Monday, August 21, 2023

How to setup postfix on Ubuntu Server as a SMTP Email Relay

Setting up an SMTP Email Relay or Email Forwarder are used in organizations where applications that need to send email can where it is not dependent on an individual being logged in.  The typical example would be for email marking, but it can also be for the Photocopier in the office or any other number of commonly used devices that people use where it sends email.  The relay service allows you to use a generalized email setup by the organization.  Most commonly these are setup as "no-reply" or something to that effect.  To facilitate the setup of the mail forwarder/relay we will be using a Google Non-Profits email account.  The first thing you will need to do is setup the account, then login to the account and setup the account for use with "less secure app access".

Create the account, and set the password.  In this case I am using something called myemailservice

Then login to the account and setup "less secure app access" you can do this by using this link or by managing your Google Account as shown below.

Once that is done we can now do the setup for our relay server.  I am setting it up on Hyper-V using Ubuntu 22.04LTS.  I have given it 2 cores, a min 2GB Ram with dynamic memory management up to 8GB and a 40GB drive.  Obviously, networking, etc, etc, etc.  Also because it is linux don't forget to change the security boot setting to Microsoft Cert Authority.

When installing Ubuntu Server I am going to do my typical setup; minimized, no GUI, Live patching, vim, Powershell and ssh access for the default install.

After installation login and update the system, and set your timezone.  By default ETC is typically used.  If you know your timezone like I do you can manually specify it.  

sudo timedatectl set-timezone America/Edmonton

To verify the setting use the command timedatectl or ls -l /etc/localtime

Now we will install our postfix smtp relay

Install Postfix

sudo apt-get install postfix and set the mail configuration to "Internet Site"

Postfix doesn't natively support SASL authentication so we must install a module for SASL authentication support.  You can read more about it here

 sudo apt-get install libsasl2-modules postfix mailutils

Once installed we need to configure post fix.

sudo vi /etc/postfix/ and set myhostname to the FQDN

Then we need to add the following

relayhost = []:587

smtp_sasl_auth_enable = yes

smtp_sasl_password_maps = hash:/etc/postfix/sasl_passwd

smtp_sasl_security_options = noanonymous

smtp_use_tls = yes

Also don't forget to add any networks you want to be able to send email from via smtp.  You will have to add the host or network range to the mynetworks variable as shown below.

Now we need to make our password map.  This will allow us to connect to the google account we are going to use to send the emails via smtp.  The file will be located in /etc/postfix/sasl_passwd

sudo vi /etc/postfix/sasl_passwd

in the file put the following

[]:587 $youremailaccount:$accountpassword

and save and exit.

Change the permissions of the file so it is only readable by root

sudo chmod 600 /etc/postfix/sasl_passwd

restart postfix to apply our changes.

sudo systemctl restart postfix

To test our setting use the following 

echo "This is a test email body." | mail -s "Subject" -a "From: $"

I also use this depreciated powershell command for testing as well

Send-MailMessage -From '$' -To '$' -Subject '$SomeSubject' -smtpserver 'DNS or IP to relayserver' -port '25'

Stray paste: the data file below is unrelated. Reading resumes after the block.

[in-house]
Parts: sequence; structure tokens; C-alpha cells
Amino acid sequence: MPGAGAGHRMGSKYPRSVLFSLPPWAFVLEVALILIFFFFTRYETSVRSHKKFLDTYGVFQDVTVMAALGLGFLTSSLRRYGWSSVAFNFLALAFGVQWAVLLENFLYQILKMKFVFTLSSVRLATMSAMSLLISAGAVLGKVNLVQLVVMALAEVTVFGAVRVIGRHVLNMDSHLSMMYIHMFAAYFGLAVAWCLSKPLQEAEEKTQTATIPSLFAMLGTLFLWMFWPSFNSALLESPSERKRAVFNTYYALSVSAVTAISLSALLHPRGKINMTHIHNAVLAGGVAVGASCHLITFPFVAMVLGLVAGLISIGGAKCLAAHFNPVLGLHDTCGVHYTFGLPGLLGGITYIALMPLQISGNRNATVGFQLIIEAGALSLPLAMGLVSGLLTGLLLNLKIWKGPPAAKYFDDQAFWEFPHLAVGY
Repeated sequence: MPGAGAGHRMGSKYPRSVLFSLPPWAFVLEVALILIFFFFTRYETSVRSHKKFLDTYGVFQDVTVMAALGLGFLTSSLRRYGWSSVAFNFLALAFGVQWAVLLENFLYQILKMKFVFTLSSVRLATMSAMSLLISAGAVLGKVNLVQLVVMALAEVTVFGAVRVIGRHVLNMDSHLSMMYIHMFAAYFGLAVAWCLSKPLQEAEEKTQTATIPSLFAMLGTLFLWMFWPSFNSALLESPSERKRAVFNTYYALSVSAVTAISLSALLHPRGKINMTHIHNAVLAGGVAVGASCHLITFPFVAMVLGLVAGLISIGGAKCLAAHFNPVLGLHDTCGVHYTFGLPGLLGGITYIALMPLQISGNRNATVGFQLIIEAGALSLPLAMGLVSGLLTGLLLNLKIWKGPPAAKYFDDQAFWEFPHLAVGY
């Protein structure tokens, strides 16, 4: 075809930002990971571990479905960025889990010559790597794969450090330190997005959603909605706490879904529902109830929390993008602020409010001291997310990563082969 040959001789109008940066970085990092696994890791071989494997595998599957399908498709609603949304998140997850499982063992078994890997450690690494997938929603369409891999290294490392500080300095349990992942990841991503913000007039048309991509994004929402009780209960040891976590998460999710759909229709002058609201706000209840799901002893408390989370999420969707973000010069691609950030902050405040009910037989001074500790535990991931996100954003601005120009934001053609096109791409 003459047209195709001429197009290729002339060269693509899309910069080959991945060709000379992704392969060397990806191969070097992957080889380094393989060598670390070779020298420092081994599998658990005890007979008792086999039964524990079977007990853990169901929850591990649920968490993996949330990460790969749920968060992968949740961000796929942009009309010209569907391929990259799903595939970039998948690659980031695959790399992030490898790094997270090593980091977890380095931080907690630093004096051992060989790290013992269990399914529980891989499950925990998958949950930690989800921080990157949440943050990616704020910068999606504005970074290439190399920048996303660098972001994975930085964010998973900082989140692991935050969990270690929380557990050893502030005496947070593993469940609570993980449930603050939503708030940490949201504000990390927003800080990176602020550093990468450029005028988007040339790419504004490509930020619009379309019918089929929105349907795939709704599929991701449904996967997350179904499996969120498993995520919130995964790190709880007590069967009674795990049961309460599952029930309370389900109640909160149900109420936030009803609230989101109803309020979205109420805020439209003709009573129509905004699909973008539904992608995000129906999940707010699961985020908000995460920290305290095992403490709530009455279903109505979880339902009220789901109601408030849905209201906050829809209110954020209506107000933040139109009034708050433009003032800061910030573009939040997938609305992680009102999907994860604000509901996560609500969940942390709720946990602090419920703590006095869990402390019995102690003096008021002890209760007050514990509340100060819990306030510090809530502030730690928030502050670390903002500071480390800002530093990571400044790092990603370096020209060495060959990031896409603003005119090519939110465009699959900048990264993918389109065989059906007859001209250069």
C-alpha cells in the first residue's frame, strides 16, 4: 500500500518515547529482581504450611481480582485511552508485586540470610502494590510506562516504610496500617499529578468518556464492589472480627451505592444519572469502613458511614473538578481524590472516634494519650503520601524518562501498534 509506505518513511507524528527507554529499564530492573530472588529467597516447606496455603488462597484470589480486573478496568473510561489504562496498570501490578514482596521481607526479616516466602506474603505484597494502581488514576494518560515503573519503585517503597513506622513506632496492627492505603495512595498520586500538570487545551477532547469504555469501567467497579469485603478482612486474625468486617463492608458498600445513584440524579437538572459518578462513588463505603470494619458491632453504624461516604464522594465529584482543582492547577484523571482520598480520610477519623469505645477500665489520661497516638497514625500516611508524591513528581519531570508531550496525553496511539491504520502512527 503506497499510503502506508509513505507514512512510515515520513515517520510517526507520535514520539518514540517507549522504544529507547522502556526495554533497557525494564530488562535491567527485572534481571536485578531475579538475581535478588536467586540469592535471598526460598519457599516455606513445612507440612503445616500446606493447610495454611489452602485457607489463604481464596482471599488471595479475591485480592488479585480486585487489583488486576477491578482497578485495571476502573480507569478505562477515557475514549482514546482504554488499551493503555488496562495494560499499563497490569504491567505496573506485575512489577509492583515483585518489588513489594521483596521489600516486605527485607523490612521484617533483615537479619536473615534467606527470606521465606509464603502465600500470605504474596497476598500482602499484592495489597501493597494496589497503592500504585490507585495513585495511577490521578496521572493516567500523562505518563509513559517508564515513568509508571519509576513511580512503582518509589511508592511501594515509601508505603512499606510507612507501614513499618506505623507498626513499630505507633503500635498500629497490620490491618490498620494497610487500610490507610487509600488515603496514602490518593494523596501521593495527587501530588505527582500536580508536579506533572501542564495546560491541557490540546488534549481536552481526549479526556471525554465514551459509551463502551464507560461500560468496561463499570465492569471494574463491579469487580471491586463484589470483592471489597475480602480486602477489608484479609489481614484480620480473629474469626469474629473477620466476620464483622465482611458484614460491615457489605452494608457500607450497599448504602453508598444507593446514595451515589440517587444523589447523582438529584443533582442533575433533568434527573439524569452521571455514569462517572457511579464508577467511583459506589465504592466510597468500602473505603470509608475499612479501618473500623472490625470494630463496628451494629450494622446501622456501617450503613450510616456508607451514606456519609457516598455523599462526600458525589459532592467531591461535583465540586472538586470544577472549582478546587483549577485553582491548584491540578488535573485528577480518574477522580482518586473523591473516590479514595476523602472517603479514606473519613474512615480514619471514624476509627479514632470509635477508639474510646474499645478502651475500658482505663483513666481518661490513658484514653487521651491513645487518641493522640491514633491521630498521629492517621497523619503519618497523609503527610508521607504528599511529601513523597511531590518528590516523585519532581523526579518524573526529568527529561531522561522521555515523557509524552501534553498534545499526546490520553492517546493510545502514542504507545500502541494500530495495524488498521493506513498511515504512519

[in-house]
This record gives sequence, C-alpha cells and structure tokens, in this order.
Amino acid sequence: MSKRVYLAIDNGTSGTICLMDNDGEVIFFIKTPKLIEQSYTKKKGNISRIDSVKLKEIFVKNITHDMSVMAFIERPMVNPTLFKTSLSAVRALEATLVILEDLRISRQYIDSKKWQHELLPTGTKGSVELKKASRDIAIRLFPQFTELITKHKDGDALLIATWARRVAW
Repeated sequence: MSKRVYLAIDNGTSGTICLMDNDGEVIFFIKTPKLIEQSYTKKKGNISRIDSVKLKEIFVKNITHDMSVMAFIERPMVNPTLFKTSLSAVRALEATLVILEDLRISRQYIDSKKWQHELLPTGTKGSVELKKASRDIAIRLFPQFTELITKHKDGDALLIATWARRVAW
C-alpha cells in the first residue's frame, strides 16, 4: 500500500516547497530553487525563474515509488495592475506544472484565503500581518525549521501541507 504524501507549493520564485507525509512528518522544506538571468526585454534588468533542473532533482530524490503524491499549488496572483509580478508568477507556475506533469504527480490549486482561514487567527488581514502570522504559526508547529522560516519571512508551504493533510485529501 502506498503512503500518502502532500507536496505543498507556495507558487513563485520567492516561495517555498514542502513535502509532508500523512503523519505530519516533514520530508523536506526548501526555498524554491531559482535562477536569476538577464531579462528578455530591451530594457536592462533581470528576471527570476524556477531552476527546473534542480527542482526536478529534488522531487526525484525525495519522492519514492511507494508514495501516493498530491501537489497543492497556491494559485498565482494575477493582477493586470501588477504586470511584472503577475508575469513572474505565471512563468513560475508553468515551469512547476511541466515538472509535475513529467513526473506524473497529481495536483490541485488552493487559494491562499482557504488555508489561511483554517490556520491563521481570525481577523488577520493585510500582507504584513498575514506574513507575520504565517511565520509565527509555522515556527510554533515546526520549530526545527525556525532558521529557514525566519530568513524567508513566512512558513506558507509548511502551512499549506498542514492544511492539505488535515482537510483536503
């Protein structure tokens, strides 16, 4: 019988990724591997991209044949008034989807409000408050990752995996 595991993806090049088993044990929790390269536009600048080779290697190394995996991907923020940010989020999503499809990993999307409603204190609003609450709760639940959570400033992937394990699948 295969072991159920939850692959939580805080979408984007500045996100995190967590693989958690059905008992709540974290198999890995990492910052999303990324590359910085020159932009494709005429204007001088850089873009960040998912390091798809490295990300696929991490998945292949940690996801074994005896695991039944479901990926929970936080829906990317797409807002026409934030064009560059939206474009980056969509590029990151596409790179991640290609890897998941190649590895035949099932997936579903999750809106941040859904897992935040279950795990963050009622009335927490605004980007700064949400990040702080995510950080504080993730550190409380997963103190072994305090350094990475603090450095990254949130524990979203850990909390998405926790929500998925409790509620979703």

Here are some important commands you will want to keep when using the relay server

postqueue - p

run all messages 

sendmail -q

get mail queue

postqueue -f 

flush the mail queue


Tuesday, August 15, 2023

Fixing windows that has slow desktop loading after restart or cold boot

Fixing windows that has slow desktop loading after restart or cold boot

I've recently encountered an odd issue where a laptop would boot up and be on be stuck on the "Please Wait" Screen when booting.  It would eventually get to the desktop but only after a time range of 30 minutes to 3 hours of waiting.  Running repair utilities such as sfc, chkdsk, and a variety of 3rd party tools did not do anything to resolve the issue.  In fact the tools were saying the drive was just fine; the drive is an SSD and the utilities reported the drive to be in good condition.  So I removed the drive from the laptop and connected it to my workstation where I ran disk utilities on the SSD, and it passed all tests; so I re-imaged the SSD to a new SSD, with the same boot result.  I did a test with adding a new ssd and doing an install of windows; the performance was better but it still took about 4 minutes to get to the desktop.

Being unsatisfied with this result, while not wanting to deal with this issue a few months down the road I thought I would try one thing before going the route reinstalling windows and all the default apps route, I opened the laptop, left the SSD installed on the laptop.  I re-installed the original ssd with all the user's data on it, unplugged the power to the laptop and the laptop battery.  I then pressed the on button for the laptop and kept holding it for 30 seconds (just to be safe) to discharge the laptop's capacitors.  Once I discharged the capacitors on the laptop and reconnected the laptop battery and turned on the laptop the system booted to the windows desktop in about 10 seconds.  So not only did this save me from having to reinstall windows, all the default organization applications and transfer the users data, the system performed better then it had in months.  The next time your having slow boot times, try discharge the capacitors it might save you a lot of time.

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